Participants in Wednesday night's visioning session select goals and priorities in eight categories. Their work will be compiled as part of the Sustainable Berkshires planning process. Bill Densmore has a complete list of issues from each table here.
NORTH ADAMS, Mass. — More than 30 area residents came together on Wednesday evening to envision what the Berkshires would look like in the year 2030.
There were the long-held desires — a network of bike paths, a thriving agricultural sector, green technology industry, clean waters, open space, and broadband and rail service — along with the more abstract, such as a business economy instilled with dignity, viability and soul. And the tremendously difficult: the elimination of poverty.
It was "pie in the sky" planning, said Amy Kacala, senior planner with the Berkshire Regional Planning Commission, but integral to setting priorities for a new comprehensive, countywide plan.
"Great communities just don't just happen," she said. "You need to think about long-range directions so you can start taking incremental steps to achieve your goals for the region. So this is our time to step back and create that kind of road map or guide book for 'here we are today, here's where we want to be in 30 years, what do we need to do?"
The visioning session at All Saints Church was the first of six being held across the county over the next three years to gain community input into Sustainable Berkshires, an update and significant expansion of the regional plan.
Berkshire Fast Facts
• Population has dropped by nearly 4,000 but housing has increased by half that.
• Since 1990, the average wage has gone up 25 percent while housing costs have more than doubled.
• The median age is about 40 compared to 30 nationwide.
• Some 79 percent of the Berkshires is forestland.
• Chicken farming has decreased dramatically while the duck and llama population has exploded.
The plan will reach beyond the usual suspects of economy, transportation and development to look at culture, social equity, health and wellness, energy and climate change, among others. It will also take into account the region's aging population, cultural and historic venues, high number of second home-owners, land use, local agriculture, education and income.
"We want to really look at all the topics we're talking about and how they impact each other," said Kacala.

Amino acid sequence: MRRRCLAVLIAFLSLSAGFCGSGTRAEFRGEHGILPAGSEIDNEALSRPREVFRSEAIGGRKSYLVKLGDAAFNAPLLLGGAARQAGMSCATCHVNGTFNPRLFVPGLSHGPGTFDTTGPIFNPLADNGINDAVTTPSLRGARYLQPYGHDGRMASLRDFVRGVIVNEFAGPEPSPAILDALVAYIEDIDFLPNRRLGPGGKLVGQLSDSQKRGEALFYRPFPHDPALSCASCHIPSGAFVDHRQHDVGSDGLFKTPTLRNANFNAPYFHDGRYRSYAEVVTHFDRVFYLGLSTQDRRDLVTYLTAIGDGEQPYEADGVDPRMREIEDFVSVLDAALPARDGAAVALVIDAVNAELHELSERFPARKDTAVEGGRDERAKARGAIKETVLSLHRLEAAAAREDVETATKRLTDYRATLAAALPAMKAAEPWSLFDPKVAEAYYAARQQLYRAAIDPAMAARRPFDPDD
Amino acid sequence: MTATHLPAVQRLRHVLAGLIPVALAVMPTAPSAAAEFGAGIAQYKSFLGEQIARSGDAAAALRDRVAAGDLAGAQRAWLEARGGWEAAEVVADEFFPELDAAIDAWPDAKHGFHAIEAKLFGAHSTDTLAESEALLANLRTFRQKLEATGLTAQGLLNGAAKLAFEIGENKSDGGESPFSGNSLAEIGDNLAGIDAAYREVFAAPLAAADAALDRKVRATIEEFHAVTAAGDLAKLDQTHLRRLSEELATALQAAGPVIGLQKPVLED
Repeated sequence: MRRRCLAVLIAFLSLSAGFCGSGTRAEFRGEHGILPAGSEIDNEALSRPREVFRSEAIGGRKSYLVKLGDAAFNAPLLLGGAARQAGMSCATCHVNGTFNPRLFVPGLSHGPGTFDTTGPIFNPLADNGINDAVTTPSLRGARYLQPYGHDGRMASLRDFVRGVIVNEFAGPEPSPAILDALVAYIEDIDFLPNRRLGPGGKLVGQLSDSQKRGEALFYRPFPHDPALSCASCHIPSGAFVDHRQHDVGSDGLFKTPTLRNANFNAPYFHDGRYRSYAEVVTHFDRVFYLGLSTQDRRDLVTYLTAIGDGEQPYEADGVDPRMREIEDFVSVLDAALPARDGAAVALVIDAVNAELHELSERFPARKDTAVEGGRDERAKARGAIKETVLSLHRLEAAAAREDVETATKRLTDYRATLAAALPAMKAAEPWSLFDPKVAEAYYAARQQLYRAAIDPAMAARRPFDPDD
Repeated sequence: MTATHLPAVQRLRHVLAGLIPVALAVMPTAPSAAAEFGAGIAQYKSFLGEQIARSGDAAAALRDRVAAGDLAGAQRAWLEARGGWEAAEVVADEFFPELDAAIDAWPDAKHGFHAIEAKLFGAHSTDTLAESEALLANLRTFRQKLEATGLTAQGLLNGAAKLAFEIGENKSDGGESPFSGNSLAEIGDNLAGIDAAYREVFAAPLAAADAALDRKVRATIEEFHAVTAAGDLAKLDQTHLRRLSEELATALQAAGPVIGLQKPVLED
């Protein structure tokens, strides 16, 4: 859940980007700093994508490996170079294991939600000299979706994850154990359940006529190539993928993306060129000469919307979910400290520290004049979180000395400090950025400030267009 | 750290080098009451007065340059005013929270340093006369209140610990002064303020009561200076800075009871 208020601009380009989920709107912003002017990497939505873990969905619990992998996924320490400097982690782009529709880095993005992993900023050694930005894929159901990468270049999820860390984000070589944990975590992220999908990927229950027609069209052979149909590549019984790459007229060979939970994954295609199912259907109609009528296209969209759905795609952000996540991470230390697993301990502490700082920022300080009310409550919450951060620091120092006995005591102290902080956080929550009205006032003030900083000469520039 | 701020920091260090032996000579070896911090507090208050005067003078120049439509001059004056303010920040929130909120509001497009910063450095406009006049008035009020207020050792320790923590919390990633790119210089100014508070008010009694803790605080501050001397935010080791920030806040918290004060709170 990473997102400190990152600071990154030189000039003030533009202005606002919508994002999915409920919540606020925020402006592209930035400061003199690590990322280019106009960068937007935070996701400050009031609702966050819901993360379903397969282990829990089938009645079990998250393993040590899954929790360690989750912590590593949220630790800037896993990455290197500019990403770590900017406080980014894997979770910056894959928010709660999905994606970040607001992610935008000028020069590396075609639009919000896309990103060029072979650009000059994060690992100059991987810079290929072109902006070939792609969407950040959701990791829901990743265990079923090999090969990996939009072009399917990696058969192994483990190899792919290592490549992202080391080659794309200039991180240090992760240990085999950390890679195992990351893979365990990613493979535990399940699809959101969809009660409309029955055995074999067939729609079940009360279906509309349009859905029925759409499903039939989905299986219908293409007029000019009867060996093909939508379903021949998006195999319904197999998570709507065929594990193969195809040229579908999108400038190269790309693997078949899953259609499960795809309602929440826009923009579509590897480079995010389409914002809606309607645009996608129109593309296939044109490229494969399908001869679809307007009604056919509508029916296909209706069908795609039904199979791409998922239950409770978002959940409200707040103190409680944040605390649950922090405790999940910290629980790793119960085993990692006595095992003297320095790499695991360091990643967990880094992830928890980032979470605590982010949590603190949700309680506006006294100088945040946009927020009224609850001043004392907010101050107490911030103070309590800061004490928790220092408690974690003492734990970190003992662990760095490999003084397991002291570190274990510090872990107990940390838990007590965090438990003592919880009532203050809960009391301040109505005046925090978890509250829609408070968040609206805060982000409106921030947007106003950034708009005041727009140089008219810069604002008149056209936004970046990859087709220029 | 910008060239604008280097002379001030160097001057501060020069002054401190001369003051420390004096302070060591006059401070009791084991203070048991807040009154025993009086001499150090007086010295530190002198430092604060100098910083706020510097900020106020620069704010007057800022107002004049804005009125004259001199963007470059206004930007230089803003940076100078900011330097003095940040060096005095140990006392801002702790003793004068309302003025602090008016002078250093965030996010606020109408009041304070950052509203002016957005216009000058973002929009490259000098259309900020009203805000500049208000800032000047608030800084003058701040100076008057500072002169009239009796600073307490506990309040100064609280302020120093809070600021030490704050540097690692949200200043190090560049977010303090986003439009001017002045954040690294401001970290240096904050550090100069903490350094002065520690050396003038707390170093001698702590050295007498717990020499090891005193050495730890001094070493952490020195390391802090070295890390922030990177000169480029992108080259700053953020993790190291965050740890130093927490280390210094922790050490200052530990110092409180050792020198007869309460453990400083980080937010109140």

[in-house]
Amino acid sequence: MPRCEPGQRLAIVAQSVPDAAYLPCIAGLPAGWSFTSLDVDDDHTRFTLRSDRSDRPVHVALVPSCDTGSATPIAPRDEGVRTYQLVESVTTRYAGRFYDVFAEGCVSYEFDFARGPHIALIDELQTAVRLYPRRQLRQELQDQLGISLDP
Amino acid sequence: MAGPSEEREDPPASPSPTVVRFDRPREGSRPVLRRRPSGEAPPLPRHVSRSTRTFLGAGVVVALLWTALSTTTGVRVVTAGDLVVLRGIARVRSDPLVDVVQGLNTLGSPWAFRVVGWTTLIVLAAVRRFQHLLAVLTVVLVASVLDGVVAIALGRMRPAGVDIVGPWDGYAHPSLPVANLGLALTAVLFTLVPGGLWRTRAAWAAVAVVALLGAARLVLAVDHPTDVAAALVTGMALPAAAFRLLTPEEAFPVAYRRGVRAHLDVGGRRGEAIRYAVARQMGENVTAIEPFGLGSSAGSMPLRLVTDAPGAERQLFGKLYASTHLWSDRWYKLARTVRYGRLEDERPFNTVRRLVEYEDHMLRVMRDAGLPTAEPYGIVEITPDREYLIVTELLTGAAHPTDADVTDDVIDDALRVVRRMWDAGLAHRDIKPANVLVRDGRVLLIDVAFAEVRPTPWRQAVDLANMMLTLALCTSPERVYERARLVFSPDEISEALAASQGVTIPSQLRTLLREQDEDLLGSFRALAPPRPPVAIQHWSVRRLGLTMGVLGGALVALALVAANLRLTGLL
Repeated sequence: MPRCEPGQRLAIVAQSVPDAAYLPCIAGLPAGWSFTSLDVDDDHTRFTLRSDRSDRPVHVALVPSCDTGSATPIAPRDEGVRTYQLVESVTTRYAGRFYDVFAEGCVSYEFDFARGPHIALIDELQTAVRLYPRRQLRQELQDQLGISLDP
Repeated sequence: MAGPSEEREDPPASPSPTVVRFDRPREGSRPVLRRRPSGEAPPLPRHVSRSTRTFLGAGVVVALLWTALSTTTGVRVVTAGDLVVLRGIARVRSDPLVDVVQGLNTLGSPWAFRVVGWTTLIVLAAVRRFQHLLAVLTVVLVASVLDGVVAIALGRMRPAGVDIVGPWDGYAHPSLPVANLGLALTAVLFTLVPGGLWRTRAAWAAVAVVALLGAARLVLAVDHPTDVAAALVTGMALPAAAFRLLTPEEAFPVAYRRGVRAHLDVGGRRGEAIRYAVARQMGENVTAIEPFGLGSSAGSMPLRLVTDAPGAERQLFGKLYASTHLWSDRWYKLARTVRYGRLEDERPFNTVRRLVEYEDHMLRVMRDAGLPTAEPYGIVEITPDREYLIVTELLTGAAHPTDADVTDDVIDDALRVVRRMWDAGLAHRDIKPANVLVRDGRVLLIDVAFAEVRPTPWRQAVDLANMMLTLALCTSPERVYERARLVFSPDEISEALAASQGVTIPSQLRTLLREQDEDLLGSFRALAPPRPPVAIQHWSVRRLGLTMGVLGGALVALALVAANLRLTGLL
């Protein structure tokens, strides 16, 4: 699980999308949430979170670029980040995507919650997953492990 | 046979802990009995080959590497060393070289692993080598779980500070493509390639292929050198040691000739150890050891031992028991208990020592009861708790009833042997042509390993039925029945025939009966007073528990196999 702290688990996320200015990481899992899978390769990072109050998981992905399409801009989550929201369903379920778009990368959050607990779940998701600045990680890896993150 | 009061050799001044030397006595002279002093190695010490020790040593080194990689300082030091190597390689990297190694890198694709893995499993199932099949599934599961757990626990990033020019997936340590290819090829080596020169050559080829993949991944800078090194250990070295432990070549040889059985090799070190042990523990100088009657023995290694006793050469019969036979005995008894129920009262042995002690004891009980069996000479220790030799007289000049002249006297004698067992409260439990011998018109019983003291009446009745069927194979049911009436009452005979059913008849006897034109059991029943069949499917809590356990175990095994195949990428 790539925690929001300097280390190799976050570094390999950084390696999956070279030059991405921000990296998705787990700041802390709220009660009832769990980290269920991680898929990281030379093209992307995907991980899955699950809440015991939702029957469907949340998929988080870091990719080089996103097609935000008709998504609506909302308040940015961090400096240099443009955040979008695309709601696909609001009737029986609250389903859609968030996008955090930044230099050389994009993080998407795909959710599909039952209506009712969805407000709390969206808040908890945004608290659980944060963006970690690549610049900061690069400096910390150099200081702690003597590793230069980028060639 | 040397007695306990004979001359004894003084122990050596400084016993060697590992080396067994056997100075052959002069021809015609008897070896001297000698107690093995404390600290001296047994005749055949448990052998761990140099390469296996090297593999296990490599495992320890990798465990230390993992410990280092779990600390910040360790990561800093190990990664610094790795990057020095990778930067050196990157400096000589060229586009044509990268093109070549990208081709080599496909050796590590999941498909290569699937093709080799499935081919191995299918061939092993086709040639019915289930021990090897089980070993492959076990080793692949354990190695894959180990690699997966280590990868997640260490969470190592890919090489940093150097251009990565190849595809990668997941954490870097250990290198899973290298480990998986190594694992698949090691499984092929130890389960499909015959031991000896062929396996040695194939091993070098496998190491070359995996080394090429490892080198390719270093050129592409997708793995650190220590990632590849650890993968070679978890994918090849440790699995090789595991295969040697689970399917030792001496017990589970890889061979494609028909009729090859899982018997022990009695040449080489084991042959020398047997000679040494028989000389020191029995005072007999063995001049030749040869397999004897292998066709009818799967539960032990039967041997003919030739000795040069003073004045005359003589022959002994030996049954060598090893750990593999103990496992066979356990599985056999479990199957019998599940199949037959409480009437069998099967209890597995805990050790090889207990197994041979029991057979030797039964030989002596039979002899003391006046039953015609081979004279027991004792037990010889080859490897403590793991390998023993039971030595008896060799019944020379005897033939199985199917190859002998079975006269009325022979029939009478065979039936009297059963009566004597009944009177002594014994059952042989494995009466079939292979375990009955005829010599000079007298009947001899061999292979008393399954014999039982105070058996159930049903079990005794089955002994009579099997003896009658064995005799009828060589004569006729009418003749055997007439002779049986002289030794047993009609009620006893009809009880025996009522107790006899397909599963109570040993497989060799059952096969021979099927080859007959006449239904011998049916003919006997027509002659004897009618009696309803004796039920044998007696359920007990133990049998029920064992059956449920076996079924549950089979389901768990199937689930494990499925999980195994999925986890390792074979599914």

As the participants broke into groups to set priorities for their perfect Berkshires, Nathanial Karns, executive director of BRPC, said the new document will build on the regional plan developed 10 years ago and on newer strategies, including the Berkshire Blueprint (which launched Berkshire Creative) and the newly approved Berkshires Comprehensive Economic Development Strategy.
"We're all still grappling with what is the creative economy," he said, but while the new plan will reflect some changes much of the basics will remain the same. "Manufacturing, despite some people's perceptions, is still the largest income producer in the county ... It's only 10 percent of the work force; in 1970 it was 40 percent, but manufacturing is still the largest income producer."
The plan is being developed through a $590,700 U.S. Department of Housing and Urban Development grant. Only 45 of the highly competitive grants for sustainable planning were awarded in this round, four of them going to Massachusetts. Boston and the Springfield region, with more developed plans, received implementation grants; Franklin County is, like the Berkshires, beginning the process.
The visioning sessions are just the first step (not counting the months of administrative work up to this point). A 25-member steering committee representing a variety of fields has been set up; the BRPC will host roundtables and connect with groups in business, government and other areas and meet with local boards and councils; a website and Facebook page will offer information and a chance to comment for the general public; and five artists will be invited to create a single vision for the county. The public will get to vote on which creation best represents Sustainable Berkshires.
What will the plan do? In addition to prioritizing goals for the county, it will offer a guide for updating or developing municipal plans and offer support for towns and cities seeking grants that align with the plan's goals.
"They can say 'our regional plan supports this, that this is a key initiative for the county,'" said Karns.
At the end of the two hours, each of the six groups stood up and explained their reasoning and their priorities, most of which were similar and all of which were interconnected.
Stan Brown of the town of Florida said he plans to follow the process and see what develops.
"I'll maybe have more to say then," he said. "It's a continuation of what people have been trying to do anyway to keep the Berkshires viable to attract people from out of the area ... But we want to be careful."
Michael Bedford, who has settled in North Adams and gave the most spirited presentation, said the plan will go nowhere without support.
"The political will is the most important part; it's the community speaking up to say, 'guys ...wake up,' or you can have a report coming out that sits on a shelf," he said.
The visioning session will continue on Tuesday, July 12, at 6:30 p.m. at the Berkshire Athenaeum and on Wednesday, July 13, at 7 p.m. at the Great Barrington Fire Station. The next workshop will be scheduled in six months, again with three sessions spread across the county.